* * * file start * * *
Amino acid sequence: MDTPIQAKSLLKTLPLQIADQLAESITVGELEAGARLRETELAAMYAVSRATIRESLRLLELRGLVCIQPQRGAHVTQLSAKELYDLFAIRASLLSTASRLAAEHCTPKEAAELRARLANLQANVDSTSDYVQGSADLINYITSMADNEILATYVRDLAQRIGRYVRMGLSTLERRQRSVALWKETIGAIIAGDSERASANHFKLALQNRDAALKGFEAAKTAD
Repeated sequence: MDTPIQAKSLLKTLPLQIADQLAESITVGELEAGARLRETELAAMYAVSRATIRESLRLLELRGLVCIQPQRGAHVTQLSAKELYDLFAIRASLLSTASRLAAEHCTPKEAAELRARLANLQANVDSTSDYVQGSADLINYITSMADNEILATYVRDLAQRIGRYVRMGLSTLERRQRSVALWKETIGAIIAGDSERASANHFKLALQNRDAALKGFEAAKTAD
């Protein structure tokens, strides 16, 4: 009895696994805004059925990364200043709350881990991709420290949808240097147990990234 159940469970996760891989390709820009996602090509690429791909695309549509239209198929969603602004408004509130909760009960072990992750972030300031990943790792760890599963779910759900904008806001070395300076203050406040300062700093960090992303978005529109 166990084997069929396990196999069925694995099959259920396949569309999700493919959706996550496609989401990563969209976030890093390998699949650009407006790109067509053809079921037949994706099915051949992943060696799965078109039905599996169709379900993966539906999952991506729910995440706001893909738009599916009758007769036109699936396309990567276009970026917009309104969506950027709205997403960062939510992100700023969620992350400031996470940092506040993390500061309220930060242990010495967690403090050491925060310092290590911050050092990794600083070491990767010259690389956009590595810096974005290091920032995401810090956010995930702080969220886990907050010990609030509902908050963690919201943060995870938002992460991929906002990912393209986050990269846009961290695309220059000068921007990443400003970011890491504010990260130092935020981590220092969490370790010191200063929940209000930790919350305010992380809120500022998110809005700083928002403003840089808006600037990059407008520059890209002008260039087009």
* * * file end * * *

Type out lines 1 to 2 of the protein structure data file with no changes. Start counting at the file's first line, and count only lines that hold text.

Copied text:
Amino acid sequence: MDTPIQAKSLLKTLPLQIADQLAESITVGELEAGARLRETELAAMYAVSRATIRESLRLLELRGLVCIQPQRGAHVTQLSAKELYDLFAIRASLLSTASRLAAEHCTPKEAAELRARLANLQANVDSTSDYVQGSADLINYITSMADNEILATYVRDLAQRIGRYVRMGLSTLERRQRSVALWKETIGAIIAGDSERASANHFKLALQNRDAALKGFEAAKTAD
Repeated sequence: MDTPIQAKSLLKTLPLQIADQLAESITVGELEAGARLRETELAAMYAVSRATIRESLRLLELRGLVCIQPQRGAHVTQLSAKELYDLFAIRASLLSTASRLAAEHCTPKEAAELRARLANLQANVDSTSDYVQGSADLINYITSMADNEILATYVRDLAQRIGRYVRMGLSTLERRQRSVALWKETIGAIIAGDSERASANHFKLALQNRDAALKGFEAAKTAD